Desjardins Group , Quebec’s biggest financial institution, has named Jimmy Jean its chief economist and strategist – tapping a young but seasoned forecaster as one of its most public faces as it seeks to expand in the rest of Canada.
Mr. Jean takes over this week from François Dupuis, who is retiring after a 33-year career with Desjardins, the banking co-operative said in a statement Wednesday. Mr. Dupuis is perhaps best known for analysis work that eventually led to Canada’s decision to remove the penny from circulation in 2012.
Mr. Jean is believed to be the only person of colour currently holding the top economist post at a major Canadian banking group or insurer. In an interview with The Globe and Mail, however, he’s quick to point out other trailblazing Black counterparts such as Millan Mulraine, chief economist at Ontario Teachers’ Pension Plan and other Black executives in senior finance roles, such as Earl Davis, head of fixed income and money markets at BMO Global Asset Management.
“It’s a space that has been, of course, dominated by white males over the years,” Mr. Jean said. “So to be able to represent that kind of progress, alongside my company that’s giving me that trust … I’m really happy from that perspective.”
Mr. Jean, who is 44 and a father to two young girls, takes over the 17-member economics team at a pivotal time for Desjardins and its clients. The COVID-19 pandemic has crushed major sectors of the global economy and thrown into question how policy-makers and companies should respond, increasing demand for the kind of analyses economists can deliver. At the same time, Desjardins is pushing on with a strategy to expand outside its home province.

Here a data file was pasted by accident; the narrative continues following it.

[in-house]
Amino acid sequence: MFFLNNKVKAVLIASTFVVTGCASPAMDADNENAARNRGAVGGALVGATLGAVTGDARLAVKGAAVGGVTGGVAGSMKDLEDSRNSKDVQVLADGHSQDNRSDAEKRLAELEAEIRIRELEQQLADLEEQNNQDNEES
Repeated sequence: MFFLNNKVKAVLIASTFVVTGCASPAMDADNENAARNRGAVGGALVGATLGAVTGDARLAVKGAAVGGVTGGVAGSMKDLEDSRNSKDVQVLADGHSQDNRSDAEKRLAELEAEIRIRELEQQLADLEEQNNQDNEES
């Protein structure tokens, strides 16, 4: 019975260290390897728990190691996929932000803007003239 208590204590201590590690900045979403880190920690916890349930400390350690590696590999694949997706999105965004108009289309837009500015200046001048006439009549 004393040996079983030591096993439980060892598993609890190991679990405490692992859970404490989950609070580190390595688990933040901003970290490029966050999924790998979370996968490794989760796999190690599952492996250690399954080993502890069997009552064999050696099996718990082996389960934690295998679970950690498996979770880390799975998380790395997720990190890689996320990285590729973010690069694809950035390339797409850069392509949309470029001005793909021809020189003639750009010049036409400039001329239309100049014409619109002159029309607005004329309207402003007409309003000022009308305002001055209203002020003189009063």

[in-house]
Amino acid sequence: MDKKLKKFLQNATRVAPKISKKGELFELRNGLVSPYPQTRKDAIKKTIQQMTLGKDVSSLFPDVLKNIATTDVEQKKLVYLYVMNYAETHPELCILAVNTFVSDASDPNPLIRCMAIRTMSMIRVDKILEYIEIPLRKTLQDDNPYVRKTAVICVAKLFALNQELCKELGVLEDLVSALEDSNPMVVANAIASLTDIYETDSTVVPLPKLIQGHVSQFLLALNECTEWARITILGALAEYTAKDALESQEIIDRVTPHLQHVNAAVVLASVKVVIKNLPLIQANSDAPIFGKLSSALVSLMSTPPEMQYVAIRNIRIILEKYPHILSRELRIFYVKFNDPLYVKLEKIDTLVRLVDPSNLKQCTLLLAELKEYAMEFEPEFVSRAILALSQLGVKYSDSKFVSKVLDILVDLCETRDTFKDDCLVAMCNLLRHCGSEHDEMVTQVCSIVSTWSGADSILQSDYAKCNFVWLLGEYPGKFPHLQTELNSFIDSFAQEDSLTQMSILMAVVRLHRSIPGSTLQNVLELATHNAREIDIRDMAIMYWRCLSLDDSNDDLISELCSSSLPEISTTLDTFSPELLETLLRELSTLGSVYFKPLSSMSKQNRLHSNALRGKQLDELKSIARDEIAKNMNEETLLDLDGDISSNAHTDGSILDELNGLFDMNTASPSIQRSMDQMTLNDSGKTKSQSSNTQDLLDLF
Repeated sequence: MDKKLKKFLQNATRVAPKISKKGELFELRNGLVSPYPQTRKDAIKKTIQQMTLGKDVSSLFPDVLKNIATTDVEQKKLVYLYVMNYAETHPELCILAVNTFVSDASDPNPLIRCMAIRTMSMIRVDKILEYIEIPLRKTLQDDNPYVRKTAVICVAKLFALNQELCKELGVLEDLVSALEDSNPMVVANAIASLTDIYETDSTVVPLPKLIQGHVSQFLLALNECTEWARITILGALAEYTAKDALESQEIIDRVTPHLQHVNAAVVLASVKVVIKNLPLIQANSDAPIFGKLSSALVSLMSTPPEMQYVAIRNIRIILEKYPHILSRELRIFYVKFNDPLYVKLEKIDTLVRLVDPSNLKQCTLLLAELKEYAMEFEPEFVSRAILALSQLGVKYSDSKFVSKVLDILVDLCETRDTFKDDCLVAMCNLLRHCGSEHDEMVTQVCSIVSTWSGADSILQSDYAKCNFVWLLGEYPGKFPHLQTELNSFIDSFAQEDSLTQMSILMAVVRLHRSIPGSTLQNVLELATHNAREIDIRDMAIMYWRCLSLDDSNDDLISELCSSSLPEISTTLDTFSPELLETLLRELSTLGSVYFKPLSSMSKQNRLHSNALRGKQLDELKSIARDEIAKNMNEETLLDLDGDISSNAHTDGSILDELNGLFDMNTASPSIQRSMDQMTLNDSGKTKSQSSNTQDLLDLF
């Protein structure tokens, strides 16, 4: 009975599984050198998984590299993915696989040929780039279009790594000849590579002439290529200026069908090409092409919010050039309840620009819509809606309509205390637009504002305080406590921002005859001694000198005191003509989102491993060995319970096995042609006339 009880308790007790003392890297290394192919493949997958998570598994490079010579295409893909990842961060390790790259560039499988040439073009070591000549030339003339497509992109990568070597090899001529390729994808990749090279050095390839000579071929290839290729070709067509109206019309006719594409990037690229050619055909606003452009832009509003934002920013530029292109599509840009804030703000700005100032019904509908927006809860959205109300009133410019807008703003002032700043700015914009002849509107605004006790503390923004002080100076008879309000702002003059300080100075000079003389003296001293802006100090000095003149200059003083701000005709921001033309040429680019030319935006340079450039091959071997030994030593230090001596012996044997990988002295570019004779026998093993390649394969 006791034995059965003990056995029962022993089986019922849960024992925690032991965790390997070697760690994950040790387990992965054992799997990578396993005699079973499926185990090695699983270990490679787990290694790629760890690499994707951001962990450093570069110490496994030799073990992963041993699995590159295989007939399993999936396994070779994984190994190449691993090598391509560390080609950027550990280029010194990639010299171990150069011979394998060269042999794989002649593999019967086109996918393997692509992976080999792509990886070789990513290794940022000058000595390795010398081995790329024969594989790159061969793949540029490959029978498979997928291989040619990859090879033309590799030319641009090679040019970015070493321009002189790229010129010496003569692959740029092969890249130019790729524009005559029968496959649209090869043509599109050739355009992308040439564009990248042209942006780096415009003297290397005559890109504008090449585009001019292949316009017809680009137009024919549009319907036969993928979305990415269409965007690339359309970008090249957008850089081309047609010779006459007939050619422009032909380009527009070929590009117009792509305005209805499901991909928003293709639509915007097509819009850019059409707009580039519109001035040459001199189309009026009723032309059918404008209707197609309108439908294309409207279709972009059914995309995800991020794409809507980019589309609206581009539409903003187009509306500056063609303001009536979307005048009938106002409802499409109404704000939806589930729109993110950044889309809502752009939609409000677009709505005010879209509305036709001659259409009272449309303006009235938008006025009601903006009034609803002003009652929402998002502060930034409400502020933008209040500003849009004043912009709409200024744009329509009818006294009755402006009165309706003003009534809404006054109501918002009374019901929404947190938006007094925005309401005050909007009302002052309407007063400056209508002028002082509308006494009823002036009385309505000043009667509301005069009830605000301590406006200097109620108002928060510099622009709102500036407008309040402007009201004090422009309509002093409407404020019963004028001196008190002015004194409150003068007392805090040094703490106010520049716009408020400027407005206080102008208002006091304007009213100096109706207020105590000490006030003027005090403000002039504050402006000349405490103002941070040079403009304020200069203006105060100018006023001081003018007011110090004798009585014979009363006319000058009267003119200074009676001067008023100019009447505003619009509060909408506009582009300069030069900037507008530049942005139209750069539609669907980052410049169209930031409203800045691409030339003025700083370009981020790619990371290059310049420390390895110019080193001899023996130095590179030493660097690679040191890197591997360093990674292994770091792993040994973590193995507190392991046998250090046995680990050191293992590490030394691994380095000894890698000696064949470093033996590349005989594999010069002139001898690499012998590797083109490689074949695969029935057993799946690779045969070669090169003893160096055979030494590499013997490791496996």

The group is the largest financial co-operative in North America, with assets of $362-billion and roughly 49,000 employees as of the end of last year. A number of its subsidiaries and components are active across Canada and chief executive Guy Cormier has set a new four-year strategy that includes plans to grow its current footprint.
Like thousands of others fleeing its authoritative regime, Mr. Jean’s parents immigrated to Canada from Haiti in the 1970s and settled in Montreal. His father is a high-school teacher. His mother is a nurse. He attended Montreal’s HEC business school, earning two degrees before joining Statistics Canada. He then went to work for Royal Bank of Canada , Moody’s in New York and later returned to Canada to join Desjardins.
At Desjardins, Mr. Jean rose to become a senior economist and macroeconomic strategist, and has solid expertise in the analysis of monetary policy and fixed income markets, according to his employer. Much of his work has been on the capital markets side, which he says gave him the opportunity to travel across Canada in recent years. He is regularly quoted in business publications from Bloomberg to The Wall Street Journal.
“In the future, we want Desjardins to be more active outside Quebec,” Mr. Jean said, adding he brings social visibility and skills in both English and French that can serve the co-operative in that respect. “The fact of being bilingual I think is something that moves us in a different direction. And given where we are, at the [corporate] level, and where we want to go, I think it brings a very fresh perspective.”
Mr. Jean recalls that when he was in business school, there were many students who were part of visible minority communities, including immigrants from Northern Africa in particular. For years, however, that diversity didn’t seem to carry on to the labour market, he said. He’s optimistic that’s now changing. “I think we are seeing progress,” he said.
Craig Wright, chief economist at RBC, worked with Mr. Jean for a brief period. He said his counterpart brings a “diversity of thought” to the top economist role in addition to a diversity of experience, which will be key to making sense of the COVID-19 crisis. “We’re busier than we’ve ever been” as economists, Mr. Wright said. “We’re into a pretty dramatic economic shock.”
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